Mahia History

About the twelfth century Whatonga, Toi's grandson, settled at Nukutarua and from many centuries ago Mahia was known by that name.

Arrival of Takitimu
On its arrival in Aotearoa, in the fourteenth century, the sacred waka Takitimu made its way from its first landing spot at Awanui (near Ninety Mile Beach) down the east coast of the North Island. Eventually the waka arrived at the place called Te Papa near Kaiuku Marae. It was there that the high priest, Ruawharo, Left the waka and decided to settle overlooking Mahia Beach. Ruawharo proceeded to plant mauri (life principle) of the whales and fish of the sea which is said to have brought the whales to the bay. The meeting house at Opoutama is named Ruawharo as a monument to the renowned tipuna.

Kahungunu and Rongomaiwahine
It was stories of the beautiful Rongomaiwahine that lured Kahungunu to Mahia and when he finally reached here he was delighted to find that the stories were not exaggerated. Kahungunu and Rongomaiwahine were eventually married. This Marriage is described as unique not only because of the intrigue surrounding it, but because of how it changed the whole history of the East Coast. This union has brought about the current Nagti Kahungunu and Rongomaiwahine iwi of Mahia.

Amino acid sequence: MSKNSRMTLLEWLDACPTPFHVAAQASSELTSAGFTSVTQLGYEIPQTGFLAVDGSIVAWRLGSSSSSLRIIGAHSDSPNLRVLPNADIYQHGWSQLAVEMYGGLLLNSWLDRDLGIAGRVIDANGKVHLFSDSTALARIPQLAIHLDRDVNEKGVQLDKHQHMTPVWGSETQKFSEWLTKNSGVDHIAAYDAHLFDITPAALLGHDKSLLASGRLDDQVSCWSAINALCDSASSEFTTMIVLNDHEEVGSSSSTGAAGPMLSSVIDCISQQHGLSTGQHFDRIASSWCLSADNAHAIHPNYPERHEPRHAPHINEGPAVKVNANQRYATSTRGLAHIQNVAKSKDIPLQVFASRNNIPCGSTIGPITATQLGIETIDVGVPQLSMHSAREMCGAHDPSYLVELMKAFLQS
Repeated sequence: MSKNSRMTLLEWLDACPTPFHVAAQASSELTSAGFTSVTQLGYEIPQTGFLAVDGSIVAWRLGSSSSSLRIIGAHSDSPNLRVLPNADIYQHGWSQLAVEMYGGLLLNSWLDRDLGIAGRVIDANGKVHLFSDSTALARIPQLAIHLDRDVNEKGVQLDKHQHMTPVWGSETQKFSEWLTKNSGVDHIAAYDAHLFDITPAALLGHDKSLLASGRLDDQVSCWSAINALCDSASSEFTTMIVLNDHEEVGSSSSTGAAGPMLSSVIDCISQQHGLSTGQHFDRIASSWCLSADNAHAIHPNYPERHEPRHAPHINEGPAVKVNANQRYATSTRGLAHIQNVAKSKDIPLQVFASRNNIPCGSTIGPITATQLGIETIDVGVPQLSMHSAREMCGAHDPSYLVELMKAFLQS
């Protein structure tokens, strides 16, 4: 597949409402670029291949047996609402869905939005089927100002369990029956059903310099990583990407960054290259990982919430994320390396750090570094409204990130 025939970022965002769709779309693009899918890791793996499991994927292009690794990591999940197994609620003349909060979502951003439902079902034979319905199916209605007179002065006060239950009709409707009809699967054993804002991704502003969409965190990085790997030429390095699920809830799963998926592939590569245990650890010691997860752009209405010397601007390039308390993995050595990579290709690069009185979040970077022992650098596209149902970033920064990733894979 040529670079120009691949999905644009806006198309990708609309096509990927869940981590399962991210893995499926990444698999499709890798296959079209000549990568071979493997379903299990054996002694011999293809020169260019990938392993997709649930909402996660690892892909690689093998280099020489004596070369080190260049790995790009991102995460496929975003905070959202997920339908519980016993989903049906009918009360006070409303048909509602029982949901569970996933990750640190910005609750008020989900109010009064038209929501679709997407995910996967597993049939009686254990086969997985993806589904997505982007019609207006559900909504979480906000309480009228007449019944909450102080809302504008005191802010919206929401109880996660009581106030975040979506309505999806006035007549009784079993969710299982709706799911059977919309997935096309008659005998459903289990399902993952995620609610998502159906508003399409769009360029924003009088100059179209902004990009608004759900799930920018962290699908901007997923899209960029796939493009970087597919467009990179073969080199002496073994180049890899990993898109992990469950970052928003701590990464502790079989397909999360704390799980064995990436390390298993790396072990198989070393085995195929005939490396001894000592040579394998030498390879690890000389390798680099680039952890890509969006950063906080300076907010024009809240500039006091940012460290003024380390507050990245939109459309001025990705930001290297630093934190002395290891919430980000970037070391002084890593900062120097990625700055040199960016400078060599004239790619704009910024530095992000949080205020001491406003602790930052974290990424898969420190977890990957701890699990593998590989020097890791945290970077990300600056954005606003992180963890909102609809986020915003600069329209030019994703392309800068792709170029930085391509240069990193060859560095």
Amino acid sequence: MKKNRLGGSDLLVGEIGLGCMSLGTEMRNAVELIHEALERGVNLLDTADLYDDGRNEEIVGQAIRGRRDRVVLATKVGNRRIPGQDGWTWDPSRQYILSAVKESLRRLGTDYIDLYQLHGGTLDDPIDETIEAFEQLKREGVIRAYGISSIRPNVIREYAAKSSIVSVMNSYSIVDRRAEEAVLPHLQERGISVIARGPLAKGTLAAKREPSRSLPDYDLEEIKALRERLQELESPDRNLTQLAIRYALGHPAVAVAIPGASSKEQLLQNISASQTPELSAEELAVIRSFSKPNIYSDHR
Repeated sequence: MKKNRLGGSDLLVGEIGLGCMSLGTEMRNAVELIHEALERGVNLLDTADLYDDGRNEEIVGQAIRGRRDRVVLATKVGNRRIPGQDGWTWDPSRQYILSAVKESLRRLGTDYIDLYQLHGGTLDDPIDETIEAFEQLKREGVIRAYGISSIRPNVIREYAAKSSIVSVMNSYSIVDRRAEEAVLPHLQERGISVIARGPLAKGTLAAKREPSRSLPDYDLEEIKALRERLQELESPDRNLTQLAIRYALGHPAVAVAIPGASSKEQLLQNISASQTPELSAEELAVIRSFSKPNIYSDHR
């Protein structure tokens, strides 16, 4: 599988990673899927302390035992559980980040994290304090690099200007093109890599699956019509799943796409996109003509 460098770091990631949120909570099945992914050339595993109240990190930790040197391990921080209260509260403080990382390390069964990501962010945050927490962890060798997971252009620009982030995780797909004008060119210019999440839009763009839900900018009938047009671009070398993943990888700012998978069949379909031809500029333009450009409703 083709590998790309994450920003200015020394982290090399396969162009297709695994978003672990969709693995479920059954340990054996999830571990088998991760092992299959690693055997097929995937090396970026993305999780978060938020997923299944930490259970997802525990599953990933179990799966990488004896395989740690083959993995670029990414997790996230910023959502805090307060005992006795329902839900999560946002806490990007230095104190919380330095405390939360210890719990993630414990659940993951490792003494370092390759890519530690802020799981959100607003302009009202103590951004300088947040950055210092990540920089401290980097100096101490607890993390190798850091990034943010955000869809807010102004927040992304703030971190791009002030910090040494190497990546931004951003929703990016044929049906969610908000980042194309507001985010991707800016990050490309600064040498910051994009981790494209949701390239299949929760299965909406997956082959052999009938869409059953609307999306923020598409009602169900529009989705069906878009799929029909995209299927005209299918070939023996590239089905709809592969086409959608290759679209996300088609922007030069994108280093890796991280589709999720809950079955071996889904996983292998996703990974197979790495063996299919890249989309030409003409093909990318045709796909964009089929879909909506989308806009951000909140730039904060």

European Settlement.
The First pakeha trader to inhabit the Mahia Peninsula lived in the area from 1829. In 1837 whalers arrived establishing two whaling stations by 1850. Mahia served as a principal whaling base in the north Island.

Sheep farming began in the 1840's. From here the area developed into a series of pastoral farms.

For more history on the different areas of Mahia Peninsula, see below:


Twenty-one people were killed in the Kopuawhara flood of 1938 ' the largest number of fatalities from a 20th-century flood in New Zealand. It is a sobering reminder of the dangers of building on low-lying land close to rivers.

Click here for more reading on the Kopuawhara flash flood.

Portland Island.

Portland Island was occupied by early maori for generations and was known to them as Waikawa. Captain Cook named it Portland Island as he sailed past in October of 1769.

Click here to find out more about Portland Island.


One aspect of the surroundings that cannot be missed is Mahia's distinctive fishhook shape. This promontory curve out to sea and back towards the land creates a natural whale trap and alludes to the rich whaling history of the area.

Click here to find out more about the whaling history of Mahia Peninsula.


Waikokopu was the first Whaling Stn in the area , the first whaler was an American named Ward whom setup in 1832 but soon sold out to Mr Perry.

Click here to find out more about Waikokopu.

Click here to contact Voyage Mahia for any queries you may have.


Latest Mahia History News:

Whale on Dinahs Beach
A dead 14.8 metre male sperm whale
washed up on Dinah's Beach on Sunday
and has been fascinating locals since...

Weather radar project stakeholders update
"We expect to have the radar operational late July or early August..."

Portland Island Muster
This featured on Country Calendar Saturday May 26th.

SS Tongariro
struck Bull Rock, off Portland Island. It is now one of the best shipwreck dives - excellent visibility, clean water, kingfish galore, shipwreck, all in a maximum of 30ft of water.